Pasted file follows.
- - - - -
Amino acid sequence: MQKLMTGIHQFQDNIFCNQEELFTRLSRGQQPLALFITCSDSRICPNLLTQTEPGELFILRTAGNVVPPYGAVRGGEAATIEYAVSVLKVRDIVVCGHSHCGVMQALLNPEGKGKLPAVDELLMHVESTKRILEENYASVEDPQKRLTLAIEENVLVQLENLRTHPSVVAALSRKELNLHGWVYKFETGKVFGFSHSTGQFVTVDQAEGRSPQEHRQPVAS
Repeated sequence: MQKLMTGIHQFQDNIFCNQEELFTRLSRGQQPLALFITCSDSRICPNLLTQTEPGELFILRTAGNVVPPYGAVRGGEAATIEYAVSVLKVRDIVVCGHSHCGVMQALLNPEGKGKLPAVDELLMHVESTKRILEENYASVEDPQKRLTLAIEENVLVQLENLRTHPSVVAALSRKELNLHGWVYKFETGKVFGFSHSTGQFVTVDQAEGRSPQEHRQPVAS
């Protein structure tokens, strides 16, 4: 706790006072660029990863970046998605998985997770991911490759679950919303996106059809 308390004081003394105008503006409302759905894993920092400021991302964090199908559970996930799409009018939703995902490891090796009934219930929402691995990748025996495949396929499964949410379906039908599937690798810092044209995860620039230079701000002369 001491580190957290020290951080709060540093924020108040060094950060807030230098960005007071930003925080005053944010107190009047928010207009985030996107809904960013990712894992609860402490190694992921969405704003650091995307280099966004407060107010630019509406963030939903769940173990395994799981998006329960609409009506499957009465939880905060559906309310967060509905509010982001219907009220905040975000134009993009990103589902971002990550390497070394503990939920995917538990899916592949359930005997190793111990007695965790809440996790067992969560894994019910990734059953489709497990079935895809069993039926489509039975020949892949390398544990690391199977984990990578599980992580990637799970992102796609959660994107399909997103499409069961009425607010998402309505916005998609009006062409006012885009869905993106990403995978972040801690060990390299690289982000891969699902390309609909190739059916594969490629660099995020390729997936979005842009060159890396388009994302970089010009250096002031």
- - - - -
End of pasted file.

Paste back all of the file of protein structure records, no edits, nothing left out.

Amino acid sequence: MQKLMTGIHQFQDNIFCNQEELFTRLSRGQQPLALFITCSDSRICPNLLTQTEPGELFILRTAGNVVPPYGAVRGGEAATIEYAVSVLKVRDIVVCGHSHCGVMQALLNPEGKGKLPAVDELLMHVESTKRILEENYASVEDPQKRLTLAIEENVLVQLENLRTHPSVVAALSRKELNLHGWVYKFETGKVFGFSHSTGQFVTVDQAEGRSPQEHRQPVAS
Repeated sequence: MQKLMTGIHQFQDNIFCNQEELFTRLSRGQQPLALFITCSDSRICPNLLTQTEPGELFILRTAGNVVPPYGAVRGGEAATIEYAVSVLKVRDIVVCGHSHCGVMQALLNPEGKGKLPAVDELLMHVESTKRILEENYASVEDPQKRLTLAIEENVLVQLENLRTHPSVVAALSRKELNLHGWVYKFETGKVFGFSHSTGQFVTVDQAEGRSPQEHRQPVAS
């Protein structure tokens, strides 16, 4: 706790006072660029990863970046998605998985997770991911490759679950919303996106059809 308390004081003394105008503006409302759905894993920092400021991302964090199908559970996930799409009018939703995902490891090796009934219930929402691995990748025996495949396929499964949410379906039908599937690798810092044209995860620039230079701000002369 001491580190957290020290951080709060540093924020108040060094950060807030230098960005007071930003925080005053944010107190009047928010207009985030996107809904960013990712894992609860402490190694992921969405704003650091995307280099966004407060107010630019509406963030939903769940173990395994799981998006329960609409009506499957009465939880905060559906309310967060509905509010982001219907009220905040975000134009993009990103589902971002990550390497070394503990939920995917538990899916592949359930005997190793111990007695965790809440996790067992969560894994019910990734059953489709497990079935895809069993039926489509039975020949892949390398544990690391199977984990990578599980992580990637799970992102796609959660994107399909997103499409069961009425607010998402309505916005998609009006062409006012885009869905993106990403995978972040801690060990390299690289982000891969699902390309609909190739059916594969490629660099995020390729997936979005842009060159890396388009994302970089010009250096002031």